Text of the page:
Awesome 15 min kendo documentary from 1984 discovered on youtube today that needs sharing!!!
On the 4th and 5th of May 1934, Saineikan – a budojo located in the grounds of Tokyo Imperial Palace – was the venue of the second of three Showa-period Tenran-jiai (a budo or sports competition held in front of the Emperor). This post was mainly written in order to share some of the pictures available of the event, but I’m also using it as an opportunity to bring together related kenshi 24/7 articles.
There’s still a lot more that needs to be written both about the event itself and the people involved, but there’s no point in hoarding all these cool pictures, so here they are… enjoy!!!
(Links to related articles are after the pictures.)
Emperor Showa watching the shiai:
Shinpan and competitors:
Competition winners (note Noma Hisashi on the right):
Finals of the professional kenshi division:
Finals of the prefectural kenshi division (Noma vs Fujimoto):
Special demonstration match (Mochida Moriji vs Ogawa Kinnosuke):
Special demonstration match (Oshima Jikida vs Ueda Heitaro):
Special demonstration match (Takano Shigeyoshi vs Nakayama Hakudo):
Special demonstration match (Saimura Goro vs Nakano Sosuke):
Special demonstration match (Jukendo):
Special demonstration (teaching children):
Various matches from throughout the two days:
Related articles on kenshi 24/7
The Kendo Reader – the book written by Noma Hisashi, the winner of the prefectural kenshi division.
Fujimoto Kaoru – a look into the life of the person Noma defeated to take the title.
Takano Sasaburo – the most senior sensei in attendance and head shinpan.
Saimura Goro – a shinpan and special demonstration member.
Nakayama Hakudo – a shinpan and special demonstration member.
Takizawa Kozo – information about post-WW2 Tenran-jiai and Saineikan.
(I’ll probably expand on this list as time goes on)
The following video is NOT from the 1934 Tenran-jiai featured here, but one held 6 years later. Although a different shiai, I think we can assume that the execution is pretty much the same:
昭和天覧試合 : 皇太子殿下御誕生奉祝。宮内省 監修。昭和9発行。大日本雄弁会講談社。
This morning I took part in godogeiko session in the suburbs of Osaka city. This is a yearly event and includes a demonstration session plus godogeiko with some of the local kenshi (from children-adults) and a few members of the elite Osaka tokuren police squad.
Last year I had the flu so video-ed and uploaded the kihon session (see below) but this year I was fighting fit so took part as normal.
As a special present to kenshi 24/7 readers, I took and uploaded the light demonstration session between Kiwada Daiki and Teramoto Shoji, both past All Japan Kendo Championship (and WKC) winners.
Below are a couple of other video’s featuring the Osaka tokuren’s kihon geiko… enjoy!
12th January 2014 (jigeiko):
September 2013 (kihon demonstration):
January 2013 (kihon demonstration):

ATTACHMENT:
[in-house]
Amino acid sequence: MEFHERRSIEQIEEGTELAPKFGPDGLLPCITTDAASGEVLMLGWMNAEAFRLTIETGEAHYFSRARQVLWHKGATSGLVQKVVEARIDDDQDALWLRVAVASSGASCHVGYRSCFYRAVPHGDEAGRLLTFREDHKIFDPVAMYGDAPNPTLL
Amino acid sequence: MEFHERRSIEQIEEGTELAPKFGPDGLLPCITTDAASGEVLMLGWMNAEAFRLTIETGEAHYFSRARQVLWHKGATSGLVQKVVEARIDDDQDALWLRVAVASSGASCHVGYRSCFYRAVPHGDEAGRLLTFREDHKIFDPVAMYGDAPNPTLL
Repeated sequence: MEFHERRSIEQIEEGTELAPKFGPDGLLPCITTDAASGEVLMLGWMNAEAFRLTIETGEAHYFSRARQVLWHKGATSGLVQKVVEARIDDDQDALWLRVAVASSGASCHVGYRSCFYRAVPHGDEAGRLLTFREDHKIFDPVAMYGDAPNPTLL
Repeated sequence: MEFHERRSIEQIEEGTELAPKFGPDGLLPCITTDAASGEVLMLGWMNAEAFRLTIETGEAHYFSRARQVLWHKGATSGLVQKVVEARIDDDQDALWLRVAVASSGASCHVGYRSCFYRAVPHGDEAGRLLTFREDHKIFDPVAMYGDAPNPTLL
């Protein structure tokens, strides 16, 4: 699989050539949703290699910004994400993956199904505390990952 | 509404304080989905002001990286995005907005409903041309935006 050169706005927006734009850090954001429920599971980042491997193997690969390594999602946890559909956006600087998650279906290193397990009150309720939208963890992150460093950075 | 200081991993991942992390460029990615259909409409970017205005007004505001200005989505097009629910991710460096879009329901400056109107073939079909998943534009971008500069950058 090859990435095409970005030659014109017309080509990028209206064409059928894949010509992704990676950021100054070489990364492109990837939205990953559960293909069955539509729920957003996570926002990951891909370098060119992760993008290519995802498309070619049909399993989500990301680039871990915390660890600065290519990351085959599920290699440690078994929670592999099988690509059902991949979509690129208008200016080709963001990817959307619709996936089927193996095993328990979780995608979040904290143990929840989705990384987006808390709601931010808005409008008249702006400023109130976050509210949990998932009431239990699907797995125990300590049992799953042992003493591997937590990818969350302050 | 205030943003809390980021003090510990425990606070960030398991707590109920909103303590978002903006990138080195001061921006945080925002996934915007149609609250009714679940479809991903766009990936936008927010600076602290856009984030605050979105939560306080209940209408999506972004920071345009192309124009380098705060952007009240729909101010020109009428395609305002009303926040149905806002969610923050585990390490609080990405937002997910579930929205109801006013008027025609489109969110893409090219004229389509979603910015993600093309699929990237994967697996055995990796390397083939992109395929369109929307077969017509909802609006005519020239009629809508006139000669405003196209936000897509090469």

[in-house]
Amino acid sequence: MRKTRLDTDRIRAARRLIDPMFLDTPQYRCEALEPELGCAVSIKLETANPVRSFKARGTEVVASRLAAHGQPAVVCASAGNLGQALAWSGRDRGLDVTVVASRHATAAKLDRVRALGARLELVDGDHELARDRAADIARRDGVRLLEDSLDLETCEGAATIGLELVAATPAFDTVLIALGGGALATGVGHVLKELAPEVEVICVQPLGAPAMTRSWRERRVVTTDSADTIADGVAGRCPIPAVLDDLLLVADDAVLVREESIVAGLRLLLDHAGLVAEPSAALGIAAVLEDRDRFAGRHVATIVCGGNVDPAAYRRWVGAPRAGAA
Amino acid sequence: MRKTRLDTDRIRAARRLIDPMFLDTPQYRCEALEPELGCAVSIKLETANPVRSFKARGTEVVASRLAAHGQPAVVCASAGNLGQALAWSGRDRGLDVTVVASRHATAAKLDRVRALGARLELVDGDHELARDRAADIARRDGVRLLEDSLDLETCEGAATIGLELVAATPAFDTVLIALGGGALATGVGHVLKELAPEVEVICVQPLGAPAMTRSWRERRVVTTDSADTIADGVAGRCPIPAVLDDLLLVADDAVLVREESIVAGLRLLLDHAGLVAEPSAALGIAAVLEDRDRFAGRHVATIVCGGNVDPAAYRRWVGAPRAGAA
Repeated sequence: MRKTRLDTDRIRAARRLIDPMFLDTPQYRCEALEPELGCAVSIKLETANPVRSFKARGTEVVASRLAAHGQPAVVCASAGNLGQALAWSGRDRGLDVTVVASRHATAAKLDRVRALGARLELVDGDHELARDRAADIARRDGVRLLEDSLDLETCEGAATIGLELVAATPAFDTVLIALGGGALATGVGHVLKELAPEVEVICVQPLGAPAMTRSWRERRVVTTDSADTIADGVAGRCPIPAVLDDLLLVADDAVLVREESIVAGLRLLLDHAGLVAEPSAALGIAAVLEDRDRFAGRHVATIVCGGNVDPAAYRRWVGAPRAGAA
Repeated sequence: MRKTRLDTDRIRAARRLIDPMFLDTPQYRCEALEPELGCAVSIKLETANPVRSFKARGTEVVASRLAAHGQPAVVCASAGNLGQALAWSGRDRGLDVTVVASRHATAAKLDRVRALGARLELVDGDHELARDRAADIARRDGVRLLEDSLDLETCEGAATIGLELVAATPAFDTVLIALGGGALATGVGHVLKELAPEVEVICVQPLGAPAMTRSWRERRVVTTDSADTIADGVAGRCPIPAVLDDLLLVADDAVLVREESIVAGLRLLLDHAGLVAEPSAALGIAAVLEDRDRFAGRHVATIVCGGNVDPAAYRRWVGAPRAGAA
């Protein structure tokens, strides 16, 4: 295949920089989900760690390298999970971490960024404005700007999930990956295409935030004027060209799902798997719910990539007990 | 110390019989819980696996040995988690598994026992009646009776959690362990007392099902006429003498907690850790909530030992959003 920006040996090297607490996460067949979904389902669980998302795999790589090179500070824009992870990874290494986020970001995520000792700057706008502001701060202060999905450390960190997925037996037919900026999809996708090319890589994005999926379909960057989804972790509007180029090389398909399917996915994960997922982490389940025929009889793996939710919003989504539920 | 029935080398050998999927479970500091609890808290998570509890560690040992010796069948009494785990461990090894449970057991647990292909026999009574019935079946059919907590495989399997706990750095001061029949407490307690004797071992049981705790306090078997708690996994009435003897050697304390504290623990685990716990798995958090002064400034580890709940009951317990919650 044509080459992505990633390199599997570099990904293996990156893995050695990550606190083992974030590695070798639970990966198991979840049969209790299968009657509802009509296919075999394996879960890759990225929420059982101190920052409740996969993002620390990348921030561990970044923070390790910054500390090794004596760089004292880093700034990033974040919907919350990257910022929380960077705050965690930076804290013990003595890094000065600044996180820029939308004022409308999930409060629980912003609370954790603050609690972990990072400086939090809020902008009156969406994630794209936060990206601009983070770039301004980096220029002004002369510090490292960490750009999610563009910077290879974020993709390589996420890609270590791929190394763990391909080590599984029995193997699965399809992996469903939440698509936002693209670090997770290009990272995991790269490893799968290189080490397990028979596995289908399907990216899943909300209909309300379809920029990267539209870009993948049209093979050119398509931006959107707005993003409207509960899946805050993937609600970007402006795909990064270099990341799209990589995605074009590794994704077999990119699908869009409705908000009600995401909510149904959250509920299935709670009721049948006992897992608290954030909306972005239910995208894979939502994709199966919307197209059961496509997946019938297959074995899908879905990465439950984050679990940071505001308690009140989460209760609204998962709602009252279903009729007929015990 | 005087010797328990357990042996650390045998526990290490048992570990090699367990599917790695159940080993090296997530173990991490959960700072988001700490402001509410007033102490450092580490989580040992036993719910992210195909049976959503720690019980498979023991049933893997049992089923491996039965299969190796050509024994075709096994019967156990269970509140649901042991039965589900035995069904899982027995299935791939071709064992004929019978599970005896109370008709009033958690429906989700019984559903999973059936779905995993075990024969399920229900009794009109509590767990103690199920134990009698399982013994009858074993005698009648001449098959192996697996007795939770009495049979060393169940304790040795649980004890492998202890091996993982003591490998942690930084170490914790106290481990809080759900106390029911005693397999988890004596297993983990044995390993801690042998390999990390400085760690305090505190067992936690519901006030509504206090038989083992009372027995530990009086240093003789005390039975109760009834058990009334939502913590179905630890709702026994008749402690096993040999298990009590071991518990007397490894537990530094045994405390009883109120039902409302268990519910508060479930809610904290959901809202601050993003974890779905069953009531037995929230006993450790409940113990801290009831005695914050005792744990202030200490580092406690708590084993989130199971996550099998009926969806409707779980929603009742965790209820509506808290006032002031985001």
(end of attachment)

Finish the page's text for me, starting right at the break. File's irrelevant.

March 2008 (kihon and jigeiko):
So, at the 2012 World Kendo Championships in Italy there was a presentation and vote to decide where the next championships would be held. There were two countries in contention: Japan and Korea.
A few weeks before the event I was contacted by a rep of the ZNKR and asked to give my opinion on how to grab the interest of non-Japanese kenshi (I assumed, and still assume now that they asked quite a few people the same questions). i.e. they wanted something that would appeal to the FIK board members to choose Japan over Korea.
One of my ideas was to interview famous kenshi and have them talk about why the Budokan is THE place to take part in shiai… about their experiences there, and about how its often seen as the pinnacle of every (Japanese) kenshi’s dream to compete there.
I was told that this idea was used, but I never saw the result of it until today – here it is (or at least a re-edit). I’m sure other people had the same or similar ideas, but it’s a thrill to see it nonetheless !!!
I spent a lot of time reading about kendo and of course, preparing scripts and pictures for my own kendo projects and of course this website. By far the most fascinating thing for me is to get my hands on older kendo manuals, the well-worn the better. I especially enjoy looking through those books that include pictures.
The pictures below are all from a kendo manual entitled ‘Practical kendo for students’, which was published in Taisho 14 (1925). It was written by Tominaga Kengo and includes an introduction by his sensei, Takano Sasaburo. The book is full of interesting kendo pictures, a few of which I plucked out and have uploaded here as I imagine that many readers will enjoy them as well.
In particular, I like pictures that show changes in the shape compared to the kendo we do nowadays, including waza that have fallen or are falling out of use.
At any rate, enjoy! I hope to introduce more pictures at a later date.
As an added bonus here are some pics from an article series I published 4 years ago. This book was published in 1927.